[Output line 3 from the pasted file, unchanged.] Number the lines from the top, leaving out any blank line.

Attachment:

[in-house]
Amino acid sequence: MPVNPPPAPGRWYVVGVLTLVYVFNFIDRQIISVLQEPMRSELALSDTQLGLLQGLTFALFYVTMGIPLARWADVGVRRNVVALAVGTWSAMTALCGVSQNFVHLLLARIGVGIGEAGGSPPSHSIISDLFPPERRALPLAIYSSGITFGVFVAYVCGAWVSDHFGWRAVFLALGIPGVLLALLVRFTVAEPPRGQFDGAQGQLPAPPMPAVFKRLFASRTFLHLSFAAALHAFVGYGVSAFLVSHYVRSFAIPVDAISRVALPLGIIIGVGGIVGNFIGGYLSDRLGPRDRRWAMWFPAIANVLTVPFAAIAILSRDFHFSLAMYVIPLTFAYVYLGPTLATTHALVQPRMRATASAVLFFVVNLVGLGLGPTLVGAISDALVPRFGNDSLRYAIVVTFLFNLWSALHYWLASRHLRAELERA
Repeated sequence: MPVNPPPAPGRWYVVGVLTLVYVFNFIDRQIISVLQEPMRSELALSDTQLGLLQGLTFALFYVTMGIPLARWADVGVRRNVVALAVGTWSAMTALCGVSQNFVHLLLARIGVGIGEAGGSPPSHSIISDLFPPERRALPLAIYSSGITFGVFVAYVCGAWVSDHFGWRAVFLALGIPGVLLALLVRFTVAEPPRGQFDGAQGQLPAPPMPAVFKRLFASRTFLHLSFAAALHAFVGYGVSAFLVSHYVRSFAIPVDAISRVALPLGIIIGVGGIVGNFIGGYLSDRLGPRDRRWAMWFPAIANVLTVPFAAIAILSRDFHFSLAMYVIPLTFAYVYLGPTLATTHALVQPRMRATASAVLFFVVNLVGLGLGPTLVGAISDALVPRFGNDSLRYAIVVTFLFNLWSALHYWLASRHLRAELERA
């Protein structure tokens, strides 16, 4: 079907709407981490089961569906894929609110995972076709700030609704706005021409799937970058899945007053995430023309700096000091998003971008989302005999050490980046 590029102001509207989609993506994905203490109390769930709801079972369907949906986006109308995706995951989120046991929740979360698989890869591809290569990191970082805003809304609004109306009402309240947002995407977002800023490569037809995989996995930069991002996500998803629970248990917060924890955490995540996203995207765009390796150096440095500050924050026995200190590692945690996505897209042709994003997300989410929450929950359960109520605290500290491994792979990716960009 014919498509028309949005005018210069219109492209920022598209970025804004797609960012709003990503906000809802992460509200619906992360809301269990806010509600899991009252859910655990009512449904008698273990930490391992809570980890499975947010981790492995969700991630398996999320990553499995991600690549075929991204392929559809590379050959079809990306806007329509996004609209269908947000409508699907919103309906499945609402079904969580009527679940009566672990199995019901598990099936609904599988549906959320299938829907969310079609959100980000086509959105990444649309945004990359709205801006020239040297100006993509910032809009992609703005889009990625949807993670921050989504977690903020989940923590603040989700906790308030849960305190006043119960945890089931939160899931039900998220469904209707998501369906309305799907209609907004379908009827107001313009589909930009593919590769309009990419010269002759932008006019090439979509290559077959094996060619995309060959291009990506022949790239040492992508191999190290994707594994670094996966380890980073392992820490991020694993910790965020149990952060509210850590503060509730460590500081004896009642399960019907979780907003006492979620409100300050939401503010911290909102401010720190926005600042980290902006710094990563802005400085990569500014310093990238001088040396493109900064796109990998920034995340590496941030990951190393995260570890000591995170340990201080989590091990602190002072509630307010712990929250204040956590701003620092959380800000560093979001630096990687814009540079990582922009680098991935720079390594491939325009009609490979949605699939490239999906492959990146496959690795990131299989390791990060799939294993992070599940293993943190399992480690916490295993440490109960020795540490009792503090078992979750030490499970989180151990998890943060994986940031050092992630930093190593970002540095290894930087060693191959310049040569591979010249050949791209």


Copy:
Repeated sequence: MPVNPPPAPGRWYVVGVLTLVYVFNFIDRQIISVLQEPMRSELALSDTQLGLLQGLTFALFYVTMGIPLARWADVGVRRNVVALAVGTWSAMTALCGVSQNFVHLLLARIGVGIGEAGGSPPSHSIISDLFPPERRALPLAIYSSGITFGVFVAYVCGAWVSDHFGWRAVFLALGIPGVLLALLVRFTVAEPPRGQFDGAQGQLPAPPMPAVFKRLFASRTFLHLSFAAALHAFVGYGVSAFLVSHYVRSFAIPVDAISRVALPLGIIIGVGGIVGNFIGGYLSDRLGPRDRRWAMWFPAIANVLTVPFAAIAILSRDFHFSLAMYVIPLTFAYVYLGPTLATTHALVQPRMRATASAVLFFVVNLVGLGLGPTLVGAISDALVPRFGNDSLRYAIVVTFLFNLWSALHYWLASRHLRAELERA